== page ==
From lawmakers and regulators on Capitol Hill to analysts on Wall Street and consumers on Main Street, data breaches are having a more reaching, negative impact than anyone could have imagined. Escalating regulatory fines, litigation costs, and financial rating downgrades are few of the effects hitting corporate bottom lines, and require CFOs, CISOs, and CIOs to put cybersecurity on the top of the agenda.
In examining the numbers, causes and financial costs of data breaches, there’s a lot more to lose than meets the eye. What have we learned so far?
Vulnerable web applications are the No. 1 cause of all data breaches for several years in a row, according to Verizon’s annual Data Breach Investigations Report; Kaspersky also concludes that almost 75 percent of corporate network breaches are caused by vulnerable web applications.
In stepping back, what does this mean for consumer records and privacy? Dark Reading reported that the 10 largest web breaches in 2018 accounted for approximately 3.6 Billion exposed records.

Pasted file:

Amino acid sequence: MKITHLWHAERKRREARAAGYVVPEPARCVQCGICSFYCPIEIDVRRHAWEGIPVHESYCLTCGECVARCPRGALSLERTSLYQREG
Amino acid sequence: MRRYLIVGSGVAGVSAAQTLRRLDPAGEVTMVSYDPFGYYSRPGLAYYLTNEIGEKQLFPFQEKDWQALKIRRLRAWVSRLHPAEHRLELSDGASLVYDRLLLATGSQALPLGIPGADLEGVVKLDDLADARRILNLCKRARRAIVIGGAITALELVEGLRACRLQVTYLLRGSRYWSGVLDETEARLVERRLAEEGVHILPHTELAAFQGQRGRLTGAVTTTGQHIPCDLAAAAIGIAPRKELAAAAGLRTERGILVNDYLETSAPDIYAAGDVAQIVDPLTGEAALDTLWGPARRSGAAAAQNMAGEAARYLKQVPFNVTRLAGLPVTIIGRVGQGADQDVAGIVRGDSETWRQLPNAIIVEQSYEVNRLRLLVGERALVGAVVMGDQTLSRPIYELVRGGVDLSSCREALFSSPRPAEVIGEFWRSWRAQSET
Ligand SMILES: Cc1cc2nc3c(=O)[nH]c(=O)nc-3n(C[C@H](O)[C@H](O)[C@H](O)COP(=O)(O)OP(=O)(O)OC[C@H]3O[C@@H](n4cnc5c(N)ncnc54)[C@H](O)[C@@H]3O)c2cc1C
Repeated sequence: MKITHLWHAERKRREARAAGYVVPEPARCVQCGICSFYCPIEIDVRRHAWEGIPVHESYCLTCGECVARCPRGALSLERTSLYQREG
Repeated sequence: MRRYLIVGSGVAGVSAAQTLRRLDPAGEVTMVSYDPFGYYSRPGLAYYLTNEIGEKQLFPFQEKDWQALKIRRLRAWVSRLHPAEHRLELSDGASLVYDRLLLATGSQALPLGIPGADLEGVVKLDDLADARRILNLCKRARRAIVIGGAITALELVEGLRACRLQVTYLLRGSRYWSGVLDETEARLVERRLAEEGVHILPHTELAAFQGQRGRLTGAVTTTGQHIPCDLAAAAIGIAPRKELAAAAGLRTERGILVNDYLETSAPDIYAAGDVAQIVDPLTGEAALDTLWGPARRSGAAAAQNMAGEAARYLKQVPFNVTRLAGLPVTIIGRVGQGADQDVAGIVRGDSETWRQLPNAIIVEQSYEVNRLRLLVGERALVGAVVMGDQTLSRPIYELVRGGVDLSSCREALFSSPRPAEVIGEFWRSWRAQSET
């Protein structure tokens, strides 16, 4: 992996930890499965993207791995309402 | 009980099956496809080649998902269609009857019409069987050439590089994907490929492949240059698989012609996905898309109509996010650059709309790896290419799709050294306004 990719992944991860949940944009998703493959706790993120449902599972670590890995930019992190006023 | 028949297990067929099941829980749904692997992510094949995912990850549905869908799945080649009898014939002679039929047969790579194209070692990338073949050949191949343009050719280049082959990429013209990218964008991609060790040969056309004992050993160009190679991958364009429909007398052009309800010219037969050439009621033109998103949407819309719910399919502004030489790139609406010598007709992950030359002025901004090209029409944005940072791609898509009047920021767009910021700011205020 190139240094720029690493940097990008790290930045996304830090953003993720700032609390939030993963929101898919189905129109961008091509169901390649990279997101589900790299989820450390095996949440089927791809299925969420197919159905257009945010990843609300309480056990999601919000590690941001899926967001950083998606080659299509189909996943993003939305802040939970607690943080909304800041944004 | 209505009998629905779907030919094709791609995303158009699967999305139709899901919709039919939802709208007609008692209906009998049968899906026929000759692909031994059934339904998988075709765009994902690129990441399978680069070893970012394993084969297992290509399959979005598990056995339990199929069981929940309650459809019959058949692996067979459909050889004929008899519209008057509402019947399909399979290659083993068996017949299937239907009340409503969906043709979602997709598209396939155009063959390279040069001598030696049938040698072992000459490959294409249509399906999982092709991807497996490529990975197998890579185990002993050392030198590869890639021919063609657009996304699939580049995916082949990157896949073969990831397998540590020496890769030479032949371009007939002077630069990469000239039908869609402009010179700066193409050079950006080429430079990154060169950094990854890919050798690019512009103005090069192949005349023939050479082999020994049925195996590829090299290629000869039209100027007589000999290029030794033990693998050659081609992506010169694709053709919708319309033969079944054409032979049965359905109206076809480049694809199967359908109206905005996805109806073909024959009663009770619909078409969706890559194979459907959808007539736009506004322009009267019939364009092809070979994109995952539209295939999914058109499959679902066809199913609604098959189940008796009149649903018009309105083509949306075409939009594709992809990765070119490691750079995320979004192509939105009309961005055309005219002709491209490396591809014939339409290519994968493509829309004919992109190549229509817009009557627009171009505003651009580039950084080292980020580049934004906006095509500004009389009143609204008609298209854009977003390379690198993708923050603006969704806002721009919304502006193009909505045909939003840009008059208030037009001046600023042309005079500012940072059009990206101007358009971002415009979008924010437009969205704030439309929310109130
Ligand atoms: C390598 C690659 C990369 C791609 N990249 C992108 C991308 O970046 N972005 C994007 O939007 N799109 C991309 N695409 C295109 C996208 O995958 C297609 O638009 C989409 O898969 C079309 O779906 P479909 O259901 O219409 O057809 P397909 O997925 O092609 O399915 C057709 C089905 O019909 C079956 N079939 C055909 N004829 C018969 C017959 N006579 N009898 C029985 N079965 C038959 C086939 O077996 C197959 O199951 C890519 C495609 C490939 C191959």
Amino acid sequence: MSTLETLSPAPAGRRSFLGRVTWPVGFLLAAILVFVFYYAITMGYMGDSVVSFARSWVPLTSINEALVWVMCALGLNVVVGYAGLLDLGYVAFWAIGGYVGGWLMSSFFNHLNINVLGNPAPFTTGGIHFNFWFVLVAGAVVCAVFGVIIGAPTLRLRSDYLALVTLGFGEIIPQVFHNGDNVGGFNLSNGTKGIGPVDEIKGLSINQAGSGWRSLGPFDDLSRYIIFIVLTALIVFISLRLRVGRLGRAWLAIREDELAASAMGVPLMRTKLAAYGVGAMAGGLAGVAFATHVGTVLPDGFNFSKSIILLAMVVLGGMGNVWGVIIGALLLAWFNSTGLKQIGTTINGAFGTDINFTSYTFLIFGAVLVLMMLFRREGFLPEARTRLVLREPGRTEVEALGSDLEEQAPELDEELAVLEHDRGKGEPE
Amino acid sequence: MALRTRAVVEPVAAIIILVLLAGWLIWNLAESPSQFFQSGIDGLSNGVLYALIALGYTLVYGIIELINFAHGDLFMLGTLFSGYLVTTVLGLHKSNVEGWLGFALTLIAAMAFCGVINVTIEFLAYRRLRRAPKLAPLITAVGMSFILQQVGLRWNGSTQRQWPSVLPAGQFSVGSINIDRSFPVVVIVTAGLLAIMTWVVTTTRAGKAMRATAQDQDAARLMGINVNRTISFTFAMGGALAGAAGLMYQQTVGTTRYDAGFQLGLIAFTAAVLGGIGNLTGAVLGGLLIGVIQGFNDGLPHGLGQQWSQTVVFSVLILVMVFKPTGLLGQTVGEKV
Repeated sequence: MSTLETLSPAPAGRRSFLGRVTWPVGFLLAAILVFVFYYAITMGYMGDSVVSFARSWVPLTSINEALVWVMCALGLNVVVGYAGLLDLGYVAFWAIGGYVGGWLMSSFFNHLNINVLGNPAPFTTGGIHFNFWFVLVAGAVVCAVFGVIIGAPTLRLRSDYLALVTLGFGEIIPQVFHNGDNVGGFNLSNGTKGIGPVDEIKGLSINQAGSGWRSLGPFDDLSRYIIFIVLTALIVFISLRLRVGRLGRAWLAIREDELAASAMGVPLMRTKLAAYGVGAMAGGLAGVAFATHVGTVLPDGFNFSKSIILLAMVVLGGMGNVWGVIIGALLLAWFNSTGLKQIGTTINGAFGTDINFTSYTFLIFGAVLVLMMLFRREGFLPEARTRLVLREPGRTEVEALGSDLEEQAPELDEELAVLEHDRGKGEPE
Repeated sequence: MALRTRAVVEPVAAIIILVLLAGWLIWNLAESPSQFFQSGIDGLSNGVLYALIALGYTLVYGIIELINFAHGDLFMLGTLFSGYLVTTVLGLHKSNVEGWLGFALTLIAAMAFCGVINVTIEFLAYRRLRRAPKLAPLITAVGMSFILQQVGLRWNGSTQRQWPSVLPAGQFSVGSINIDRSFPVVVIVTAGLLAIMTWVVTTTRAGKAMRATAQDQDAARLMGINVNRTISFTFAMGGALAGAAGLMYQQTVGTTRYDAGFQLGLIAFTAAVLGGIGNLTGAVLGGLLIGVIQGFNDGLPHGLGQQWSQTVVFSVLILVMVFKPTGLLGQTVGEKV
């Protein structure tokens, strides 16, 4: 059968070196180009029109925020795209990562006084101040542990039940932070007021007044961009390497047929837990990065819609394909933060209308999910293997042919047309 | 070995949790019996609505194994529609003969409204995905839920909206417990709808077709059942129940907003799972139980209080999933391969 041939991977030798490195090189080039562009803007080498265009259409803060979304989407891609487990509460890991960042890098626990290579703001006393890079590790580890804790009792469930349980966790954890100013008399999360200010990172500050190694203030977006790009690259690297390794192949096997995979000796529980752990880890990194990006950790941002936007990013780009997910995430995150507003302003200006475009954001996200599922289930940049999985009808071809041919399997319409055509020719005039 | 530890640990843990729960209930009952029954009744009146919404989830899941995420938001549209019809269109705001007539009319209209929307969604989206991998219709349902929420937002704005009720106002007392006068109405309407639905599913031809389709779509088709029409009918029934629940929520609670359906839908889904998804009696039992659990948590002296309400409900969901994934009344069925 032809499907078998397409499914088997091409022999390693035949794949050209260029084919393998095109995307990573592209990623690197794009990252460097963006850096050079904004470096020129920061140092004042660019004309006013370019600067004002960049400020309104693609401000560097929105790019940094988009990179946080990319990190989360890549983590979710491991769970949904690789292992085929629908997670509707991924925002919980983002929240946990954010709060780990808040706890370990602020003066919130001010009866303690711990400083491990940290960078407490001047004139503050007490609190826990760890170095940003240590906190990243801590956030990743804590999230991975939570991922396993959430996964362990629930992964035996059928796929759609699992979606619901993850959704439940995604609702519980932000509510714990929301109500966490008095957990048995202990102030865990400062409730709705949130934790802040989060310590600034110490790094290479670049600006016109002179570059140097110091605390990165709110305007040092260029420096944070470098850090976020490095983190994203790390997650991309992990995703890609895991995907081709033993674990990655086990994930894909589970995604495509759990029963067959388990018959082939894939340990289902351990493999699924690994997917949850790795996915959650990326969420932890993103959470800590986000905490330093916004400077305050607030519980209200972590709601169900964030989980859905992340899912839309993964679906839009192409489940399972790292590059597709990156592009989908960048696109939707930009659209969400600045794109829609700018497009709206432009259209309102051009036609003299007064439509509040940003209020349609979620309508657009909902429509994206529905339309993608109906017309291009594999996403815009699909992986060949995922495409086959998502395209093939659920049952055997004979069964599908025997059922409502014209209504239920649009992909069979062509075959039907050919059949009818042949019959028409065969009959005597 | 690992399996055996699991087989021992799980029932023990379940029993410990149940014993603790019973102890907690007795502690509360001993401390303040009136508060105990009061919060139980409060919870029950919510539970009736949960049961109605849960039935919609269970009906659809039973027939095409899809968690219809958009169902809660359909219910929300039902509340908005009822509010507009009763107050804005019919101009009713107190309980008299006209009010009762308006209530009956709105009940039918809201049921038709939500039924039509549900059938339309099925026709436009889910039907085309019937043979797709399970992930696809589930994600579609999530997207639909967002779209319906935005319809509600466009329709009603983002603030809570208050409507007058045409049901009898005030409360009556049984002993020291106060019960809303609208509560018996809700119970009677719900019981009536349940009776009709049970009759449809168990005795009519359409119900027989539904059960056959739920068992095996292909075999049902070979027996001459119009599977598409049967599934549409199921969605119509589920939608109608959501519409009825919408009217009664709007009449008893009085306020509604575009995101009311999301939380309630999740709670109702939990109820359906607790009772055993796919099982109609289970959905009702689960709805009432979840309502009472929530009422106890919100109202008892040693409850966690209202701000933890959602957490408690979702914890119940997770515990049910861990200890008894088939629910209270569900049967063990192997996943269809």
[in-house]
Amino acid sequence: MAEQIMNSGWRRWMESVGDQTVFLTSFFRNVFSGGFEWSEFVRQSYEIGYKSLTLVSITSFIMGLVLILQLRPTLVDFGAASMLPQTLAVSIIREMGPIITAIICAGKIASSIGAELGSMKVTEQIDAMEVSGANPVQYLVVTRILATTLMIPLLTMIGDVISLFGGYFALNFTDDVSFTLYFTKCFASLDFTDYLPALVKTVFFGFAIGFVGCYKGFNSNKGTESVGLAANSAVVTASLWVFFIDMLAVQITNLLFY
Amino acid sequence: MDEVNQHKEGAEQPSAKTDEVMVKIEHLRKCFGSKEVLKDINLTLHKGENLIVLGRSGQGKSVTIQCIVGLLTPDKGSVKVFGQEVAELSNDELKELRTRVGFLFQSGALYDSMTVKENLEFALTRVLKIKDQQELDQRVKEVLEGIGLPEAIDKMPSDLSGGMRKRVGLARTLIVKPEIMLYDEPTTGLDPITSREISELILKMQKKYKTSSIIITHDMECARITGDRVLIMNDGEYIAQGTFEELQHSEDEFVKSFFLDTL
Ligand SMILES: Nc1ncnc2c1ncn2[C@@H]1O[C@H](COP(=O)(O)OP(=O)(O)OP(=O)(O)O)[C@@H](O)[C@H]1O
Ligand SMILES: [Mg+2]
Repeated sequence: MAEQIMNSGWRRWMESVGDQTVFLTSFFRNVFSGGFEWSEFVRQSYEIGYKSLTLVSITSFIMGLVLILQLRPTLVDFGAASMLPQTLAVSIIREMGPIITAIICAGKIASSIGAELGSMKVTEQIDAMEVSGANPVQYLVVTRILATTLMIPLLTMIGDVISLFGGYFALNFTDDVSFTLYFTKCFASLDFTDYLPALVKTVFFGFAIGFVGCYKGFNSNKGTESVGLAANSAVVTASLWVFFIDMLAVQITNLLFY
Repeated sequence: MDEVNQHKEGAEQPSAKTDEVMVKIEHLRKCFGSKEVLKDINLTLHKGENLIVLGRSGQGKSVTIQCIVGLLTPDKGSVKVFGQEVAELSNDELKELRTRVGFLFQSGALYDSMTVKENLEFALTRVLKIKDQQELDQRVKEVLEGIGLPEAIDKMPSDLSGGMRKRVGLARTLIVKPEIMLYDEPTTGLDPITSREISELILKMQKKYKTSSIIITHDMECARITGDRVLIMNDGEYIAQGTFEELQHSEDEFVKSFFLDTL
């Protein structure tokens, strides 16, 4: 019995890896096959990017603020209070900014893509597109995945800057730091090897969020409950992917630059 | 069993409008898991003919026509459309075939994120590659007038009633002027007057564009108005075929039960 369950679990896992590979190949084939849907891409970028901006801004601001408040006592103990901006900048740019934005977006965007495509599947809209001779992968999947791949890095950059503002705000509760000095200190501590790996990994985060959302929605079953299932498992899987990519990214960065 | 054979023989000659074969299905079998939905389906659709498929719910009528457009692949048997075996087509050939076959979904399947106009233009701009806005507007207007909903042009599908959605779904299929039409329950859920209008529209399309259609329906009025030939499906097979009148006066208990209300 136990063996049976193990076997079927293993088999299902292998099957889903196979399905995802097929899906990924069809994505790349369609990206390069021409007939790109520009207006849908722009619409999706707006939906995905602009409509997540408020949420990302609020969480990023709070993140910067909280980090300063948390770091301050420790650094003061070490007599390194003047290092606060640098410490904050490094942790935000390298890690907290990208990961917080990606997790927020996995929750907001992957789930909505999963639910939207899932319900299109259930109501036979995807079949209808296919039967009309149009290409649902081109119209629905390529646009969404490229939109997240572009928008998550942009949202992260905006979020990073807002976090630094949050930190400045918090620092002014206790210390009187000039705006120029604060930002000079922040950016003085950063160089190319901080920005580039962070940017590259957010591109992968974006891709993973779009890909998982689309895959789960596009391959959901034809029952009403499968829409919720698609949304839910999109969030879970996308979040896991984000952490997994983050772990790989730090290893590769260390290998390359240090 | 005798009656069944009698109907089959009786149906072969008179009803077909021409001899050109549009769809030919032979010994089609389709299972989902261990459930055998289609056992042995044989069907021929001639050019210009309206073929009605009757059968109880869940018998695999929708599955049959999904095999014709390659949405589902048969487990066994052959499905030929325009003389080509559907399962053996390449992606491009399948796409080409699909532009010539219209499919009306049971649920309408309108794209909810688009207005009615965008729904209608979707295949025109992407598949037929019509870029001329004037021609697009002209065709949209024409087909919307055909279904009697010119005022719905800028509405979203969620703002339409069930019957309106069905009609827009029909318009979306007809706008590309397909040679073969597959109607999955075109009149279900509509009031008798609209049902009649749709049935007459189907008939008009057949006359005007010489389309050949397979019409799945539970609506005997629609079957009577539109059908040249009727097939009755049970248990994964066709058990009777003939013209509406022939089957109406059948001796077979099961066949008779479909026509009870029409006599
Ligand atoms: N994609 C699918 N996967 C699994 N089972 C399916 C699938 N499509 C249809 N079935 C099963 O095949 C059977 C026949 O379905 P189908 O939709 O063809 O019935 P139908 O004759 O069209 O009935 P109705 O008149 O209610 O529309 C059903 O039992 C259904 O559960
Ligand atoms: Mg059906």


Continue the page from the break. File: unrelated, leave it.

According to NIST, for organizations, the average cost of a data breach is a whopping $7.5 million. In many cases (70 percent of the time, according to Dark Reading), breaches are discovered by someone outside the organization. And after that, it can take 50 days for the organizations to report a breach.
From a timing perspective internally, on an average, it can take 80 days for corporations to detect a breach and can take four months to resolve.
When and where the vulnerability is discovered in a web application lifecycle can determine the cost of remediating it. The longer it takes to discover a vulnerability, the more expensive it can be. In the development phase, vulnerabilities can cost $80 to fix, but as they move through the lifecycle, costs can skyrocket up to $7,600 per defect while in production.
The sooner vulnerabilities are discovered, the sooner are they remediated and the better the outcome for the bottom line.
Benjamin Franklin once said that an ounce of prevention is worth a pound of cure, and the same is true in cybersecurity. DevSecOps approaches that automate vulnerability testing and remediation can drastically reduce the chances of data breaches. Thankfully, they are quickly gaining adoption across corporate environments.